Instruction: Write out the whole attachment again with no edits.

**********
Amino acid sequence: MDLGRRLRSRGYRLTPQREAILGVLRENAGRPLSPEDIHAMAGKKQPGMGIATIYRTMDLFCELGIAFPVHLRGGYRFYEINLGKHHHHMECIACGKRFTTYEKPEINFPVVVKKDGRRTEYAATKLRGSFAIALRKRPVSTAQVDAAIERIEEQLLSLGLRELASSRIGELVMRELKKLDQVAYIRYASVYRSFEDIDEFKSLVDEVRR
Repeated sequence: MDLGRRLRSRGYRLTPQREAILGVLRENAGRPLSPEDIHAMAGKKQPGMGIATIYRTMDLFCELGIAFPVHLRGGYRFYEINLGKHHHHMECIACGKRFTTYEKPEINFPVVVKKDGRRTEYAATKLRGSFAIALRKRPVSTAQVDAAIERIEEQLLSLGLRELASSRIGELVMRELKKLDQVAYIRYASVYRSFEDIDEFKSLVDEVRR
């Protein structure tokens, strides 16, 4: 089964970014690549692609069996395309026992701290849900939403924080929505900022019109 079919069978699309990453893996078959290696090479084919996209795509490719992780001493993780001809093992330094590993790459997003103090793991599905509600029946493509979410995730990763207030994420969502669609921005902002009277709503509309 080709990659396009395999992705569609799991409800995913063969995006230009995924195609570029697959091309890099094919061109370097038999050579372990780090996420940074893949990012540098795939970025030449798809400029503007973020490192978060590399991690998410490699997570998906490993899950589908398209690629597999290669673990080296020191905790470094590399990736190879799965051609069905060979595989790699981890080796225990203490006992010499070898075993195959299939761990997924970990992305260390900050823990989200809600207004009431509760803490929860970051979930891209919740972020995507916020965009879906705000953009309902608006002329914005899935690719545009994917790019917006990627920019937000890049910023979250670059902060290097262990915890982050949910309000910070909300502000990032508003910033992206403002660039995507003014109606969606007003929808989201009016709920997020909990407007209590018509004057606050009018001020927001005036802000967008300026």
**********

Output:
Amino acid sequence: MDLGRRLRSRGYRLTPQREAILGVLRENAGRPLSPEDIHAMAGKKQPGMGIATIYRTMDLFCELGIAFPVHLRGGYRFYEINLGKHHHHMECIACGKRFTTYEKPEINFPVVVKKDGRRTEYAATKLRGSFAIALRKRPVSTAQVDAAIERIEEQLLSLGLRELASSRIGELVMRELKKLDQVAYIRYASVYRSFEDIDEFKSLVDEVRR
Repeated sequence: MDLGRRLRSRGYRLTPQREAILGVLRENAGRPLSPEDIHAMAGKKQPGMGIATIYRTMDLFCELGIAFPVHLRGGYRFYEINLGKHHHHMECIACGKRFTTYEKPEINFPVVVKKDGRRTEYAATKLRGSFAIALRKRPVSTAQVDAAIERIEEQLLSLGLRELASSRIGELVMRELKKLDQVAYIRYASVYRSFEDIDEFKSLVDEVRR
């Protein structure tokens, strides 16, 4: 089964970014690549692609069996395309026992701290849900939403924080929505900022019109 079919069978699309990453893996078959290696090479084919996209795509490719992780001493993780001809093992330094590993790459997003103090793991599905509600029946493509979410995730990763207030994420969502669609921005902002009277709503509309 080709990659396009395999992705569609799991409800995913063969995006230009995924195609570029697959091309890099094919061109370097038999050579372990780090996420940074893949990012540098795939970025030449798809400029503007973020490192978060590399991690998410490699997570998906490993899950589908398209690629597999290669673990080296020191905790470094590399990736190879799965051609069905060979595989790699981890080796225990203490006992010499070898075993195959299939761990997924970990992305260390900050823990989200809600207004009431509760803490929860970051979930891209919740972020995507916020965009879906705000953009309902608006002329914005899935690719545009994917790019917006990627920019937000890049910023979250670059902060290097262990915890982050949910309000910070909300502000990032508003910033992206403002660039995507003014109606969606007003929808989201009016709920997020909990407007209590018509004057606050009018001020927001005036802000967008300026």